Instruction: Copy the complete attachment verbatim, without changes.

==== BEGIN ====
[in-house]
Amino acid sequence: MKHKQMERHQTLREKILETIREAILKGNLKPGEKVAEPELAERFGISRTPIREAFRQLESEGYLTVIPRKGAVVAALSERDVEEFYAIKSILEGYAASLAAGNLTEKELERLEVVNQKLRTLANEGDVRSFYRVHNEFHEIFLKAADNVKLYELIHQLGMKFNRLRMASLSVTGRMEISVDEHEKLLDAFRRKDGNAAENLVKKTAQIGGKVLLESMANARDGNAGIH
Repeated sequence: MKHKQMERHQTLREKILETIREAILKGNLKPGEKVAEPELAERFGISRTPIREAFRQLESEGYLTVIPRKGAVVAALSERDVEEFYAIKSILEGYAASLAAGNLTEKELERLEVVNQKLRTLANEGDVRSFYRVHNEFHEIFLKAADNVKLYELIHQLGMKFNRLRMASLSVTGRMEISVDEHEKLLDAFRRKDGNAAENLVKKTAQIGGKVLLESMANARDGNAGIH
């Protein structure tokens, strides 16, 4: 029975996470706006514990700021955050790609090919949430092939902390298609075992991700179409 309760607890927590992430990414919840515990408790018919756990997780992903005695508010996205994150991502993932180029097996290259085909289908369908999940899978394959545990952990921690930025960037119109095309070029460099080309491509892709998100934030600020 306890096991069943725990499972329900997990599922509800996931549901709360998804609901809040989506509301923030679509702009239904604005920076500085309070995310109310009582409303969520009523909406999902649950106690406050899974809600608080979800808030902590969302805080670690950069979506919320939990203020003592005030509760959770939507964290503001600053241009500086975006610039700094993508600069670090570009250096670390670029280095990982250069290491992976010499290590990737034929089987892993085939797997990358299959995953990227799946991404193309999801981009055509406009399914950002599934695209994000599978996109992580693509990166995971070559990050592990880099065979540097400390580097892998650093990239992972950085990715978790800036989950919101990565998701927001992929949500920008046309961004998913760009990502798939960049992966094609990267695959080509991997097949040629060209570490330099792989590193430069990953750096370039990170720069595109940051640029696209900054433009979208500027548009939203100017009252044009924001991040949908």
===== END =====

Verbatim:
[in-house]
Amino acid sequence: MKHKQMERHQTLREKILETIREAILKGNLKPGEKVAEPELAERFGISRTPIREAFRQLESEGYLTVIPRKGAVVAALSERDVEEFYAIKSILEGYAASLAAGNLTEKELERLEVVNQKLRTLANEGDVRSFYRVHNEFHEIFLKAADNVKLYELIHQLGMKFNRLRMASLSVTGRMEISVDEHEKLLDAFRRKDGNAAENLVKKTAQIGGKVLLESMANARDGNAGIH
Repeated sequence: MKHKQMERHQTLREKILETIREAILKGNLKPGEKVAEPELAERFGISRTPIREAFRQLESEGYLTVIPRKGAVVAALSERDVEEFYAIKSILEGYAASLAAGNLTEKELERLEVVNQKLRTLANEGDVRSFYRVHNEFHEIFLKAADNVKLYELIHQLGMKFNRLRMASLSVTGRMEISVDEHEKLLDAFRRKDGNAAENLVKKTAQIGGKVLLESMANARDGNAGIH
């Protein structure tokens, strides 16, 4: 029975996470706006514990700021955050790609090919949430092939902390298609075992991700179409 309760607890927590992430990414919840515990408790018919756990997780992903005695508010996205994150991502993932180029097996290259085909289908369908999940899978394959545990952990921690930025960037119109095309070029460099080309491509892709998100934030600020 306890096991069943725990499972329900997990599922509800996931549901709360998804609901809040989506509301923030679509702009239904604005920076500085309070995310109310009582409303969520009523909406999902649950106690406050899974809600608080979800808030902590969302805080670690950069979506919320939990203020003592005030509760959770939507964290503001600053241009500086975006610039700094993508600069670090570009250096670390670029280095990982250069290491992976010499290590990737034929089987892993085939797997990358299959995953990227799946991404193309999801981009055509406009399914950002599934695209994000599978996109992580693509990166995971070559990050592990880099065979540097400390580097892998650093990239992972950085990715978790800036989950919101990565998701927001992929949500920008046309961004998913760009990502798939960049992966094609990267695959080509991997097949040629060209570490330099792989590193430069990953750096370039990170720069595109940051640029696209900054433009979208500027548009939203100017009252044009924001991040949908």